PROVIDENCE, R.I. [Brown University] — In 2011, Brown University opened the doors to its Warren Alpert Medical School building, transforming the former manufacturing plant in Providence’s Jewelry District into a state-of-the-art medical education facility.
Six years later, South Street Landing opened across Eddy Street — the long-abandoned power station reimagined into a vibrant, mixed-use home to Brown offices and to the Rhode Island Nursing Education Center through a public-private partnership with Wexford Science and Technology, CV Properties and the University among the project leaders.
On Wednesday, July 17, 2019, a ribbon-cutting just up the street from those two complexes marked the culmination of the latest project helping to propel a once-desolate neighborhood into a thriving ecosystem of academics, commerce and innovation.
Rhode Island Gov. Gina Raimondo joined state and local officials, representatives from Wexford, Brown, Cambridge Innovation Center, Johnson & Johnson, and members of the public to officially open the Wexford Innovation Center at 225 Dyer St. in Providence.
Raimondo said that since her initial campaign for governor in 2014, Ocean State residents have pressed her on whether the state could successfully accomplish new development on the empty land freed years earlier by the relocation of Interstate 195.
“The result of our hard work, our strategy, our hope, is the building you see behind us,” Raimondo said. “It is a gorgeous 200,000-square-foot beehive of innovation. It will generate nearly 2,000 high-paying jobs in high-growth industries. And it is really the beginning and the center of something incredibly special for Providence and for the whole state. I think it was worth the wait.”
Wexford led the development of the Innovation Center, with Brown, Cambridge Innovation Center and Johnson & Johnson serving as anchor tenants. The building will also house Venture Café and its District Hall.
Brown’s tenancy advances its commitment to collaborative growth and economic development in the Jewelry District, where the University has invested more than $225 million over the past decade. Projects including the medical school building and South Street Landing have played a key role in attracting new partners to Rhode Island and bringing new life to a neighborhood now home to 1,600 Brown faculty, students and staff who work, teach and conduct research each day.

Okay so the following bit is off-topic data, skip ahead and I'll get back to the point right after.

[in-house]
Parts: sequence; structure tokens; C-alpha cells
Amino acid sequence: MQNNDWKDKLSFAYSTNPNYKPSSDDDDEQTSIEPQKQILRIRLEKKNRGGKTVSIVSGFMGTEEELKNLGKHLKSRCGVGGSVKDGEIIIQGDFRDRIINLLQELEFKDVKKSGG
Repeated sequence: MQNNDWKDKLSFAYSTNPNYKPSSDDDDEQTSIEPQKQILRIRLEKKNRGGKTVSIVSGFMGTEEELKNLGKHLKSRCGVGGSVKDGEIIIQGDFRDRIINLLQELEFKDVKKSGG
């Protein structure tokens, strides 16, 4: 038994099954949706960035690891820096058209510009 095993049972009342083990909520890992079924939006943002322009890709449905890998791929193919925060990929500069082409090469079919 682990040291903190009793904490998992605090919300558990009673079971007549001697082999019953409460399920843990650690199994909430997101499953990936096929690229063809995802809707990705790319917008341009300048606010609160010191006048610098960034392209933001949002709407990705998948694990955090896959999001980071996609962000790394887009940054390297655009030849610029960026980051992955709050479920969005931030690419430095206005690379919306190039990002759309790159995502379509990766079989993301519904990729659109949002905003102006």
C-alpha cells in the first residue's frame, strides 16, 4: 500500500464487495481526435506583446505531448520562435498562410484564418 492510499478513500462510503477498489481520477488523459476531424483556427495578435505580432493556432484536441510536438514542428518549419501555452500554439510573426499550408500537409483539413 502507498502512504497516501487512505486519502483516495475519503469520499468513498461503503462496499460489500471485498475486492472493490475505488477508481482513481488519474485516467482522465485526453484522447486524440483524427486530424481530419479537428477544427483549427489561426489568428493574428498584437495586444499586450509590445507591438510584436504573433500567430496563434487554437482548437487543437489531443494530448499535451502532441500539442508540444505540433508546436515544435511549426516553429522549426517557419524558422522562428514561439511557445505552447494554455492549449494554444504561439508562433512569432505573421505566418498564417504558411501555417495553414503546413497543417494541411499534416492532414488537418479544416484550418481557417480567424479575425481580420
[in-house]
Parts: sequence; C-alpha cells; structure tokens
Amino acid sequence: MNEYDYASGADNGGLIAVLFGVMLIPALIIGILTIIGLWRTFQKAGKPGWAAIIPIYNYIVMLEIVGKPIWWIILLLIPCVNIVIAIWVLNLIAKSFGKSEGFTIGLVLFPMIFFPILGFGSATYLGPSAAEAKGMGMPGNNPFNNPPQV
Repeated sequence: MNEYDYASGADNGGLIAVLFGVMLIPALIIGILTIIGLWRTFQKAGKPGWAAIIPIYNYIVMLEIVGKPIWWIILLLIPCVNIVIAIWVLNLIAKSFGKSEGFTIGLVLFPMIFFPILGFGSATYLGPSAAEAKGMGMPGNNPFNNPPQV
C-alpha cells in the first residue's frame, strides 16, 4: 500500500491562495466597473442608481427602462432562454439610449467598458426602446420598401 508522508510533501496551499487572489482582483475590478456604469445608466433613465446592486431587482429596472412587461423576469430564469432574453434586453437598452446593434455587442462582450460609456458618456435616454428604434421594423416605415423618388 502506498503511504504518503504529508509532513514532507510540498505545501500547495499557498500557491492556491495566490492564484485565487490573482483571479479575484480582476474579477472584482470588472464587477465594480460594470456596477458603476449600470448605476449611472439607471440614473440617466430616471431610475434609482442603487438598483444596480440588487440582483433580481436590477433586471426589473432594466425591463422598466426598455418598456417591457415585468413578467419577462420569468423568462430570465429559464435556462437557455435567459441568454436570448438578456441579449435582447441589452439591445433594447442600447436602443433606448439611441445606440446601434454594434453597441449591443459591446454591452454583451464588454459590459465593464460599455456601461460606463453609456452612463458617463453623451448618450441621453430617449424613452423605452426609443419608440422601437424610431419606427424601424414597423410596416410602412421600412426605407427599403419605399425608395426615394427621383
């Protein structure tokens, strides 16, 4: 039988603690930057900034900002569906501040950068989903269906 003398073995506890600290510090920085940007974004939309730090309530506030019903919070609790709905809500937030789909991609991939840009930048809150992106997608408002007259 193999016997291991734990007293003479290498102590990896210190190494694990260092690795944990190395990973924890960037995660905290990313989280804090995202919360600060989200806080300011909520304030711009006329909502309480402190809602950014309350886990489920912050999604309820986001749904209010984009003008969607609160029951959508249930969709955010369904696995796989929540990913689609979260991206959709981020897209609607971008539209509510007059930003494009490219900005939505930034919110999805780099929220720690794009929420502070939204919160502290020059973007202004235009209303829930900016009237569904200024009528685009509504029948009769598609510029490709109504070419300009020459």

Brown’s School of Professional Studies executive master’s programs, biomedical master’s degree programs including Gateways to Medicine, Health Care and Research, and Division of Pre-College and Summer Undergraduate Programs will now call the Innovation Center home, extending that commitment to the next level.
“For Rhode Island, Providence, Wexford, Brown and all of our partners in the Innovation Center, this is a moment to celebrate,” said Brown President Christina Paxson. “Opening the doors to 225 Dyer St. not only advances one step further the Jewelry District’s transformation into a thriving hub for research, education, innovation and commerce, but also serves as a blueprint for the essential public and private partnership that will continue to bring new economic life to the city and state in the years ahead.”
All speakers at the ribbon-cutting were quick to credit the willingness — by the state, the city and all of the private partners involved — as the essential ingredient in the $88 million project’s ultimate success. The project will receive $18.8 million in incentives from the I-195 Redevelopment Fund and $15 million in Rebuild R.I. tax credits. According to third-party analysts, it will generate approximately $100 million in additional revenue to the state over the next 20 years in addition to the jobs it will create.
Wexford founder and CEO James Berens said that Brown’s presence in the city and growth strategy for the Jewelry District played a predominant role in the decision by the company to invest in developing an innovation district in Providence.
“When we were introduced to this market five years ago, the primary reason we [came] here is really Brown University,” Berens said. “Without Brown’s investment on this side of the river, there isn’t anything that you see around here that would be here today.”
Paxson said the continued development of the neighborhood as a vibrant mixed-use environment with medical education, scientific research, administrative offices, residential space for graduate and medical students, and retail space has been gratifying.
“I love seeing what’s happening here in the Jewelry District,” she said during Wednesday’s event. “There are cement trucks across the way finalizing the park that you can see from this building. This was an empty area — there were tumbleweeds. And now it’s coming to life and it’s very exciting to see it.”
Brown’s space in the Innovation Center totals 50,000 square feet on the fourth and fifth floors with a mix of classrooms, collaborative work areas, gathering spaces, faculty and staff offices.
The University’s total investment in the project is expected to exceed $35 million between lease payments, capital improvements, furniture, fixtures and equipment. Brown employees who will work in 225 Dyer St. are expected to relocate to the building in August.